Dear Editor,Robert Hayes, reporter and creator of the Wilmington Apple, pretty much summed it up at candidates night when he stated: “The perception out there is that selectman candidate Jonathan Eaton is the establishment’s candidate and the perception is that Robert Fasulo is the candidate of change.” Robert Hayes hit the nail on the head. This is absolutely true. I’ve personally talked with several hundred residents over the past few months and I know first hand that this is what people are feeling, this is what people are saying. As many of you know, I don’t follow the trend of endorsing a candidate every year and as a matter of fact, it’s been fifteen years since I supported a candidate for the office of Wilmington Board of Selectmen. But this year, there’s a candidate who truly stands out; Rob Fasulo is that candidate.One of the main reasons I’m supporting Rob Fasulo is that he will not be part of the status quo. While there is no doubt we will disagree on some things, fundamentally we’re on the same page. He’s an independent thinker, strong-willed and ethically minded when it comes to family and community. One of Rob’s best qualities is that he is a great communicator and the most important part of communication is actually listening to what the other person is saying. If elected to the board of selectmen, be rest assured that Rob will listen to each and every one of you so that we may provide a great quality of life to our children, our seniors and to every resident in Wilmington.Rob truly cares about the direction in which Wilmington is heading in regards to development and how it’s becoming out of control. Like most of us, he wants to keep our town from turning into an overdeveloped city–case and point–look at some of our surrounding towns. They were small towns not too long ago. In recent months I’ve observed on social media that people say they’ve moved from big cities to Wilmington so they can raise their kids in a small, safe community. People like myself who are lifelong residents are very concerned on how Wilmington has the potential to be overdeveloped. Rob would also like to maintain a small town feel. He cares about our future and he cares about how our tax dollars are spent.Rob Fasulo is a lifelong resident of Wilmington. He is a graduate of the Wilmington Public Schools and he went on to earn a degree in criminal justice and has made a career of serving the commonwealth in a law enforcement capacity. In addition to caring for the people in our town and state, he also cares deeply about the environment and shows his commitment by running a small local agricultural business that produces honey and maple syrup and is very involved in the Farmer’s Market on the town common selling the most fantastic honey and maple syrup products my family has ever had. Quite obviously food is one of my passions!Please join with me on Saturday, April 28, 2018 and cast a vote for Robert Fasulo for Wilmington Selectman in our upcoming town election. Remember every single vote is important and it makes a difference. It’s time to take back our town. Wilmington families first, Wilmington neighborhoods forever!Sincerely,Michael V. McCoyWilmington SelectmanNOTE TO CANDIDATES & CAMPAIGNS: Got announcements, press releases, letters to the editor, etc.? Email firstname.lastname@example.org.Like Wilmington Apple on Facebook. Follow Wilmington Apple on Twitter. Follow Wilmington Apple on Instagram. Subscribe to Wilmington Apple’s daily email newsletter HERE. Got a comment, question, photo, press release, or news tip? Email email@example.com.Share this:TwitterFacebookLike this:Like Loading… RelatedLETTER TO THE EDITOR: Selectman Mike McCoy Endorses Rob Fasulo For SelectmanIn “Letter To The Editor”SELECTMEN RACE PREVIEW: Everything You Need To Know Before You VoteIn “Government”LETTER TO THE EDITOR: Selectman Mike McCoy Defends Himself From Attacks From Tewksbury Selectman CandidateIn “Letter To The Editor”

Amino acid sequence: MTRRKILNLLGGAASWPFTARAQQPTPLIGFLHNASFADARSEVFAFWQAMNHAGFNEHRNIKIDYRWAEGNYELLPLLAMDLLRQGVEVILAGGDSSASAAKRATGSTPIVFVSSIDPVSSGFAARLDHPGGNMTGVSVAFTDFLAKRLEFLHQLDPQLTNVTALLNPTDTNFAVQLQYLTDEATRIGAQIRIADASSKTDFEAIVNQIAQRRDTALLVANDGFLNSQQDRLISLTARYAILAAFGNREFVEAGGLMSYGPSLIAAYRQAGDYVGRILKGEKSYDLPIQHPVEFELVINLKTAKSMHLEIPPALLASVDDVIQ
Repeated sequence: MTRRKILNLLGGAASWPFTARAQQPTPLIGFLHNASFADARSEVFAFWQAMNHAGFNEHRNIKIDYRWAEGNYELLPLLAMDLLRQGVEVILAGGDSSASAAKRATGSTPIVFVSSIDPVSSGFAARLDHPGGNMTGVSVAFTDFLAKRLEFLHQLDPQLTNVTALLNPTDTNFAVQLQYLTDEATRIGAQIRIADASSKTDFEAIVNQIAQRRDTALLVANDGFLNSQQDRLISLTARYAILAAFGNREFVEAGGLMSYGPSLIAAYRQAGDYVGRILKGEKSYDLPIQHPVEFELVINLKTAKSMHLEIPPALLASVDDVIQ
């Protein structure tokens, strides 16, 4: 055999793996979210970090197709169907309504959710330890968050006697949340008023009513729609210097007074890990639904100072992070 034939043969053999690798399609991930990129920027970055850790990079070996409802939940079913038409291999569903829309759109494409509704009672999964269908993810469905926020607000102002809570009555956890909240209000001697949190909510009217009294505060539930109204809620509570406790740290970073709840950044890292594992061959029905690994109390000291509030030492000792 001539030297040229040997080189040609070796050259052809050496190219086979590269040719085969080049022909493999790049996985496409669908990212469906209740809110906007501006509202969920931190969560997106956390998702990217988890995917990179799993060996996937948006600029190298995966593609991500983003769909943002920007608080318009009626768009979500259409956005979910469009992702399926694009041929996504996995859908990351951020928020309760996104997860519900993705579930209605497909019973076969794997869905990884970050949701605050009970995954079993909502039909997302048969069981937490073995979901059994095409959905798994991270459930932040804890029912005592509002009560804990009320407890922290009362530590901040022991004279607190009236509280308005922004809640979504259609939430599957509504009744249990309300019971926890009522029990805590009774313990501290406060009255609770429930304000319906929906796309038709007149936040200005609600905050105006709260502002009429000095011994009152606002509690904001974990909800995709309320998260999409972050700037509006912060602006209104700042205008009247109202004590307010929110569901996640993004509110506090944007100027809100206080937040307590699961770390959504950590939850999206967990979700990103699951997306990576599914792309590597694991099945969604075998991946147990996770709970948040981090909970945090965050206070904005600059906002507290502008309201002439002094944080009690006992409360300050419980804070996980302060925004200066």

Someone once quipped that the “universal aptitude for ineptitude makes any human accomplishment an incredible miracle” and devoted book readers know it too well. Any of the (sadly-diminishing) tribe would be familiar with responses of wonder over the fact that they manage to read even a modestly-long work in a day or two. Wonder what these amazed people would make of a book termed a “doorstopper”? “Doorstoppers” are books so thick and heavy that they can be used to keep doors open – or even be a literary weapon, literally. The irrepressible TVTropes.org, which also suggests they can be a substitute for barbells or an opportunity for orthopaedists, says “Proper Doorstoppers” (also known as “Tree Killers”) should be over 500 pages at least, with a normal typeface – at least 10 point. Also Read – Add new books to your shelfA distinction needs to be drawn with “Omnibus” editions, which usually bring a trilogy, or complete works of an author into one. While technically a “doorstopper”, they are not, for this term is for one particular work, which per TVTropes, “can and will cause massive muscle fatigue when reading while holding the book in your hands”.While religious scriptures – or their exegeses – dictionaries, encyclopaedias, most textbooks, especially computer programming, accountancy, biology, et al, are doorstoppers, let’s see some notable examples from both classical and popular literature. Also Read – Over 2 hours screen time daily will make your kids impulsiveThough English has some of the most well-known examples – Charles Dickens, Margaret “Gone With the Wind” Mitchell, J.R.R. Tolkien (save “The Hobbit” and “The Silmarillion”), J.K. Rowling (“The Order of the Phoenix” onwards), the phenomenon is present in literary traditions across the world – Arabic, Chinese, French, Russian, among many others and much old.Marcel Proust’s “A la Recherche du Temps Perdu” (“Remembrance of Things Past” or “In Search of Lost Time” now, 1913-27 in French) about his childhood and adulthood experiences in late 19th century/early 20th century France, holds the Guinness records title of longest novel with its one and a half million words. The author was still adding to it and revising the last three volumes at the time of his death, leading to the possibility it could have well emerged longer. However, Mark Leach’s “Marienbad My Love” (2013), about a tortured (mentally) author on a desert island reaching out to a married ex-lover to help him produce a science fiction film, claims to be the world’s longest novel, with over 17 million words, over 10,000 pages across 17 volumes. The novel’s title is itself 6,700 words long, it contains a 4.4-million-letter noun as well as a three million-word-long sentence.Persian poet Ferdowsi’s “The Shahnameh”, about Iranian history from the world’s creation to the Islamic age, in an abridged English prose translation runs close to 1,000 pages and, according to the introduction, a current full English verse translation is nine volumes long. Japanese epic “The Tale of Genji”, varies by language and translator, but one copy is 1,090 pages long. And many classic Chinese novels are in the 2,000-page range – Luo Guanzhong’s 14th century epic “Romance of the Three Kingdoms”, about war, turmoil, and bloodshed in the eponymous period (188-280 AD) runs to over 2,300 pages.So does the 16th century “Journey to the West” about Chinese Buddhist monk Xuanzang’s pilgrimage to India to study Buddhism and obtain accurate copies of religious texts and the exploits of his three supernatural co-travellers and protectors, especially “The Monkey King”, while Cao Xueqin’s 18th century “Dream of the Red Chamber”, about the decline of a noble family is shorter – at only 1,800-odd pages.Russians were quite famous for this At 1,200 pages, Leo Tolstoy’s “War and Peace”, about Russian nobility before and during Napoleon’s invasion, is a prime example, while Fyodor Dostoevsky’s “Crime and Punishment” is well over 500 pages and “The Brothers Karamazov” anything between 720 to 1,013 pages, depending on the translation. It must, however, be noted that the authors were paid by the page.French authors too remain masters – Victor Hugo’s “Les Miserables”, is affectionately called “The Brick” by its admirers, and has a detailed description of a crack in the wall, through which a character looks, spanning a page and a half – in the condensed version.Indians too figure, with Vikram Seth’s “A Suitable Boy” being over 1,500 pages and Vikram Chandra’s “Sacred Games” at around 1,100.Though, technology has now enabled even a huge doorstopper to easily fit on a light, handy, smartphone or e-reader, determined bookworms from the dawn of publishing to well into the 20th century – and even now – never hesitated to carry around weighty tomes on journeys, to work and otherwise, giving the phrase “active readers” a whole new meaning. Whoever says book reading is a lazy activity, should try to read these.